A: A lot of my research involves understanding patterns of health care utilization including overuse and underuse in dermatology. I’m also interested about health care disparities and creating access to specialty health care. It’s an unfortunate fact that skin health for people of color has long been an afterthought due to systemic racism and healthcare inequities, which can lead to worse outcomes. So, with Vaseline’s Mended Murals initiative, it was great to partner with the brand to shed light on these issues and amplify free skin health resources and education for underrepresented communities.

Q: Can you share any specific experiences or cases that highlight the importance of addressing skin health disparities in communities of color?

A: There was a pediatric patient I saw in my dermatology clinic that was referred by a clinician in the emergency department (ED). The patient was presented to the ED because a mole on her arm was growing. According to the referral, the patient was discharged from the ED with a routine dermatology appointment and not an urgent one. By the time I was able to see the patient 3 months had elapsed and the spot had grown exponentially requiring more aggressive treatment as a result. I often wonder whether the delay happened because the clinician was less familiar with how skin cancers present on darker skin. This experience has motivated me to speak out about the important diversity in not only the dermatology workforce, but also in the education of all clinicians in how to recognize disease across skin types.

Q: Vaseline's Mended Murals initiative aims to increase access to health resources for communities of color. How do you believe initiatives like this can help address systemic issues in health care?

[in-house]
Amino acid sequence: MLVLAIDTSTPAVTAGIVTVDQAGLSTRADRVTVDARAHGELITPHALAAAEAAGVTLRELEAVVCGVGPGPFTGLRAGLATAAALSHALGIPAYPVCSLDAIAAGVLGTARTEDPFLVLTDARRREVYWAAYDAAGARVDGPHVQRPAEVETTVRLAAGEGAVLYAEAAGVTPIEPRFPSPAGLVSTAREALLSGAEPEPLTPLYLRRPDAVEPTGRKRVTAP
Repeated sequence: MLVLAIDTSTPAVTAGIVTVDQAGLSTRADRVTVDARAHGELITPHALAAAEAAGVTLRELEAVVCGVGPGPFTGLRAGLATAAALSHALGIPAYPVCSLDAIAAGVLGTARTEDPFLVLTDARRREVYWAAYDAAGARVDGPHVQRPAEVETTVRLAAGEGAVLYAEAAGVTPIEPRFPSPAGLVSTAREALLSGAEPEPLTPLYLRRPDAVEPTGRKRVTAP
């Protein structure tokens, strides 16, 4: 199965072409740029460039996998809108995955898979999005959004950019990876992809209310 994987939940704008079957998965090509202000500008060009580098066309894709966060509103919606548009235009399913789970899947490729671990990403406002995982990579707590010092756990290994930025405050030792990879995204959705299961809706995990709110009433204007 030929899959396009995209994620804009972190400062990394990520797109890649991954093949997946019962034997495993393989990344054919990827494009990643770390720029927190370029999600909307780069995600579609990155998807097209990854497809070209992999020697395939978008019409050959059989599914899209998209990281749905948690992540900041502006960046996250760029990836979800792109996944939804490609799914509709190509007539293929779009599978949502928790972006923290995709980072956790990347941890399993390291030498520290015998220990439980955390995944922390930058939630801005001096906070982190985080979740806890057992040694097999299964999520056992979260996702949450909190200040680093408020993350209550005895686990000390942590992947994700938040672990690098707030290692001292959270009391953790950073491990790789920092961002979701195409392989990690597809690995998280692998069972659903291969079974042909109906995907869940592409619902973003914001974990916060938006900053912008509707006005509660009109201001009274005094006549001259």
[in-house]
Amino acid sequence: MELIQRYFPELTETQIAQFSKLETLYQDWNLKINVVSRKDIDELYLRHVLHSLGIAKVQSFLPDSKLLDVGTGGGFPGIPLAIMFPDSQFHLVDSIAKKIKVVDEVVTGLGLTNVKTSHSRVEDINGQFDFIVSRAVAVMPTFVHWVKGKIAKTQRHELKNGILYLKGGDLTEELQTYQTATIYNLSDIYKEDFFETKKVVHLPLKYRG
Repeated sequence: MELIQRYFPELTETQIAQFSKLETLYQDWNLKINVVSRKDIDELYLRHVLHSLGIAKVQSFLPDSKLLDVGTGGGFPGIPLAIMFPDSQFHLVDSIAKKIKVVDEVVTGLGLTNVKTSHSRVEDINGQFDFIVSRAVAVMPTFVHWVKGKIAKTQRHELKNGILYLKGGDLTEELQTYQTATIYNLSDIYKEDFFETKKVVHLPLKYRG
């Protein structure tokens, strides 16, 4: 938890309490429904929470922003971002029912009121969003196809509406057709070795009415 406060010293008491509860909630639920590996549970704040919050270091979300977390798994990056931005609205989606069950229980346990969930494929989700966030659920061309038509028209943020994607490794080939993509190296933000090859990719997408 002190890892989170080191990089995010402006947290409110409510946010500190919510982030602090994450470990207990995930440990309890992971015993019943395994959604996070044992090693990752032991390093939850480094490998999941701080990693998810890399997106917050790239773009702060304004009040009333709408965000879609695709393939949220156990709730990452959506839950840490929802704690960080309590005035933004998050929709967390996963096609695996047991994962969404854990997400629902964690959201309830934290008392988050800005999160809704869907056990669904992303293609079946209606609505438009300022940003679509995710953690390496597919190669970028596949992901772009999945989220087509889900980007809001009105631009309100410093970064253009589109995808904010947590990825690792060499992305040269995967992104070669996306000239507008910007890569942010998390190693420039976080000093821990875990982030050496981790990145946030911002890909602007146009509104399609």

A: Initiatives like Mended Murals are driving awareness about the need to care about skin of color, as well as pointing people toward the resources that were created to help achieve skincare equity. Following the 2022 launch of SeeMySkin, a first-of-its-kind platform designed to search conditions on skin of color and connect patients with physicians who understand their skincare needs, Mended Murals contributes to Vaseline’s long-standing efforts to make skin health care more accessible and equitable. ​

To take its commitment even further, Vaseline donated a total of $250,000 to charitable clinics that offer accessible skin health care in each US city where murals are restored.

Q: How do you see the future of dermatology evolving to better address the needs of diverse patient populations?

A: My hope for the future of dermatology when it comes to addressing the needs of diverse communities is that the content of our educational resources mirror the diversity of skin types seen by medical professionals. I also hope that the field of dermatology continues to strive for a composition that reflects the diversity of communities they serve. With that said, diversifying dermatologists will require prioritizing the issues of the profession and funders for research.

In the meantime, I know that not everyone has equal access and there's work to be done, ensuring access to free resources and care for all communities is important which is why I’m glad to partner with Vaseline on their work to achieve skin health equity.